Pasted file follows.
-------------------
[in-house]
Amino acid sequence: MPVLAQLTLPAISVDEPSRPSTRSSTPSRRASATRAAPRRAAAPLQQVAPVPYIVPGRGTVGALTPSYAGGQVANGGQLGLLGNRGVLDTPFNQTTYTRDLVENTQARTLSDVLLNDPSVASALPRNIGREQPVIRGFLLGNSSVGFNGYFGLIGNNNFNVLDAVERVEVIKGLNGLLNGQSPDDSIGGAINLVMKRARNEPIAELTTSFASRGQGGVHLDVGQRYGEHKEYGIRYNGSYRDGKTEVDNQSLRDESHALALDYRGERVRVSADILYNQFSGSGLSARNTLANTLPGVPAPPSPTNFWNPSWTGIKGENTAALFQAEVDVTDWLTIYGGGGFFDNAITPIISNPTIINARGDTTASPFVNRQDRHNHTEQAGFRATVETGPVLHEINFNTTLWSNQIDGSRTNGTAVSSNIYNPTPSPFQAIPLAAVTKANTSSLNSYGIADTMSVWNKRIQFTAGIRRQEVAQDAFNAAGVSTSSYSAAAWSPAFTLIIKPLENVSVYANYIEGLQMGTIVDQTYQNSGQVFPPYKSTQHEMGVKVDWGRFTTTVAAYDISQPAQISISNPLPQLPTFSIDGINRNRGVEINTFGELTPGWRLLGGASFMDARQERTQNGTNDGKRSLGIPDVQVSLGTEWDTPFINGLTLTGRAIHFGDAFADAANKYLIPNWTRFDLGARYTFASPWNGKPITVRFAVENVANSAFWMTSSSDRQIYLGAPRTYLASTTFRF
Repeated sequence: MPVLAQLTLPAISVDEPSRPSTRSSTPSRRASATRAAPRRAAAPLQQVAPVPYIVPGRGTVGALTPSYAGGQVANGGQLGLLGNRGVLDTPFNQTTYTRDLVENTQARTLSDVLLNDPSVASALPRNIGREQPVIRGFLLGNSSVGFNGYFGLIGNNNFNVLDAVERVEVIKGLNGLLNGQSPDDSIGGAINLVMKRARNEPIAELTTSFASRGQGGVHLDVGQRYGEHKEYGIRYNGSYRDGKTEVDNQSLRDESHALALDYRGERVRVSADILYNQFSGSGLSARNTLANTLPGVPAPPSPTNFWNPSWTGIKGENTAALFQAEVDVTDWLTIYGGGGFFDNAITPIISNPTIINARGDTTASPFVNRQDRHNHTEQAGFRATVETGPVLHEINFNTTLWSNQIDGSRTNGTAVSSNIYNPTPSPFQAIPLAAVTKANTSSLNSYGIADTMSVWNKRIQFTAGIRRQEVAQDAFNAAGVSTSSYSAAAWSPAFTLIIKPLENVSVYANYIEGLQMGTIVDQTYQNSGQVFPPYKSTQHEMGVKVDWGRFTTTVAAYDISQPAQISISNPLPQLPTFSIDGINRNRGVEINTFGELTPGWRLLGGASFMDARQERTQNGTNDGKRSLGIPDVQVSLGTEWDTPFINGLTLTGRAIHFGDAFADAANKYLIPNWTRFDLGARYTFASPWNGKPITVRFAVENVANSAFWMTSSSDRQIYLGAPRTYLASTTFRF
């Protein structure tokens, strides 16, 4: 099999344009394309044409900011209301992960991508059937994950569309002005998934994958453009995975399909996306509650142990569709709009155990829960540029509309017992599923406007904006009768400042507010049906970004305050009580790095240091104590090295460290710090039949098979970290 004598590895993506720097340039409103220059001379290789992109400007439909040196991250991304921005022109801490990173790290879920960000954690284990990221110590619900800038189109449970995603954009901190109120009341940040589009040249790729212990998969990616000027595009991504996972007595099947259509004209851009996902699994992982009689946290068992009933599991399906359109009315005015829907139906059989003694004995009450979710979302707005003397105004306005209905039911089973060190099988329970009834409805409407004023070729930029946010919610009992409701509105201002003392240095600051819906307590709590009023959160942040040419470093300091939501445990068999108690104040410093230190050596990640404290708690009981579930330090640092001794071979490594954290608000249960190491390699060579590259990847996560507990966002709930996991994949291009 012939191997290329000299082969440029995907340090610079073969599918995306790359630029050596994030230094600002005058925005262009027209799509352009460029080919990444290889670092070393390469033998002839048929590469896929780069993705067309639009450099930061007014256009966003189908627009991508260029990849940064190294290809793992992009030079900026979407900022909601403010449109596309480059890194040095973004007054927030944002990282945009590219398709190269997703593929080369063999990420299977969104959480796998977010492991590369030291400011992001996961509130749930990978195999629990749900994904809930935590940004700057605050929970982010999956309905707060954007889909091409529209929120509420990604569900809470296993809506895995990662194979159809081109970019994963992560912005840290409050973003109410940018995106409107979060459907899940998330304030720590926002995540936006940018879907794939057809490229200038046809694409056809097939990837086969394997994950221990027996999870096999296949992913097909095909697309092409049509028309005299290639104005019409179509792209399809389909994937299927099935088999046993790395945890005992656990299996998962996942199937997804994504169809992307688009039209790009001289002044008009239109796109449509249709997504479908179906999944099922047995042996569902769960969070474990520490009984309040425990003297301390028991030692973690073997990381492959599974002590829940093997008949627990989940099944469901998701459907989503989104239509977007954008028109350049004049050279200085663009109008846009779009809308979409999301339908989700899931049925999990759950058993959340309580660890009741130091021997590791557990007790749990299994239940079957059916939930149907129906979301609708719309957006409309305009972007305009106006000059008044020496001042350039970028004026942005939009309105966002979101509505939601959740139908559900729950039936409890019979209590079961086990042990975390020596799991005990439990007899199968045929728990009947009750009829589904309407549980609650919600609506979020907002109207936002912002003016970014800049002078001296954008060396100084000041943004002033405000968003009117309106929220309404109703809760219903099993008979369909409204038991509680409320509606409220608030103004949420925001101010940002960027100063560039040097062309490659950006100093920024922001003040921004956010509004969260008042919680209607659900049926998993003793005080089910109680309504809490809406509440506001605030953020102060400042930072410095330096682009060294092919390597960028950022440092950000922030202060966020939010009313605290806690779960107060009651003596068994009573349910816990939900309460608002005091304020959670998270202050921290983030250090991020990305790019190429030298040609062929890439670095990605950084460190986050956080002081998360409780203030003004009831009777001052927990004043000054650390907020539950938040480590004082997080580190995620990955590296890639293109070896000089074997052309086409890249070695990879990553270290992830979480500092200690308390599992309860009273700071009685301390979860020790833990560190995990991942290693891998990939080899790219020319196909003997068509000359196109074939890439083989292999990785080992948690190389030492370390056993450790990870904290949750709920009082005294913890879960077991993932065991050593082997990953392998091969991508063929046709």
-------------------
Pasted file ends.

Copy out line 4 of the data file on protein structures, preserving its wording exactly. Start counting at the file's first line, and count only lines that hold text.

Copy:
């Protein structure tokens, strides 16, 4: 099999344009394309044409900011209301992960991508059937994950569309002005998934994958453009995975399909996306509650142990569709709009155990829960540029509309017992599923406007904006009768400042507010049906970004305050009580790095240091104590090295460290710090039949098979970290 004598590895993506720097340039409103220059001379290789992109400007439909040196991250991304921005022109801490990173790290879920960000954690284990990221110590619900800038189109449970995603954009901190109120009341940040589009040249790729212990998969990616000027595009991504996972007595099947259509004209851009996902699994992982009689946290068992009933599991399906359109009315005015829907139906059989003694004995009450979710979302707005003397105004306005209905039911089973060190099988329970009834409805409407004023070729930029946010919610009992409701509105201002003392240095600051819906307590709590009023959160942040040419470093300091939501445990068999108690104040410093230190050596990640404290708690009981579930330090640092001794071979490594954290608000249960190491390699060579590259990847996560507990966002709930996991994949291009 012939191997290329000299082969440029995907340090610079073969599918995306790359630029050596994030230094600002005058925005262009027209799509352009460029080919990444290889670092070393390469033998002839048929590469896929780069993705067309639009450099930061007014256009966003189908627009991508260029990849940064190294290809793992992009030079900026979407900022909601403010449109596309480059890194040095973004007054927030944002990282945009590219398709190269997703593929080369063999990420299977969104959480796998977010492991590369030291400011992001996961509130749930990978195999629990749900994904809930935590940004700057605050929970982010999956309905707060954007889909091409529209929120509420990604569900809470296993809506895995990662194979159809081109970019994963992560912005840290409050973003109410940018995106409107979060459907899940998330304030720590926002995540936006940018879907794939057809490229200038046809694409056809097939990837086969394997994950221990027996999870096999296949992913097909095909697309092409049509028309005299290639104005019409179509792209399809389909994937299927099935088999046993790395945890005992656990299996998962996942199937997804994504169809992307688009039209790009001289002044008009239109796109449509249709997504479908179906999944099922047995042996569902769960969070474990520490009984309040425990003297301390028991030692973690073997990381492959599974002590829940093997008949627990989940099944469901998701459907989503989104239509977007954008028109350049004049050279200085663009109008846009779009809308979409999301339908989700899931049925999990759950058993959340309580660890009741130091021997590791557990007790749990299994239940079957059916939930149907129906979301609708719309957006409309305009972007305009106006000059008044020496001042350039970028004026942005939009309105966002979101509505939601959740139908559900729950039936409890019979209590079961086990042990975390020596799991005990439990007899199968045929728990009947009750009829589904309407549980609650919600609506979020907002109207936002912002003016970014800049002078001296954008060396100084000041943004002033405000968003009117309106929220309404109703809760219903099993008979369909409204038991509680409320509606409220608030103004949420925001101010940002960027100063560039040097062309490659950006100093920024922001003040921004956010509004969260008042919680209607659900049926998993003793005080089910109680309504809490809406509440506001605030953020102060400042930072410095330096682009060294092919390597960028950022440092950000922030202060966020939010009313605290806690779960107060009651003596068994009573349910816990939900309460608002005091304020959670998270202050921290983030250090991020990305790019190429030298040609062929890439670095990605950084460190986050956080002081998360409780203030003004009831009777001052927990004043000054650390907020539950938040480590004082997080580190995620990955590296890639293109070896000089074997052309086409890249070695990879990553270290992830979480500092200690308390599992309860009273700071009685301390979860020790833990560190995990991942290693891998990939080899790219020319196909003997068509000359196109074939890439083989292999990785080992948690190389030492370390056993450790990870904290949750709920009082005294913890879960077991993932065991050593082997990953392998091969991508063929046709």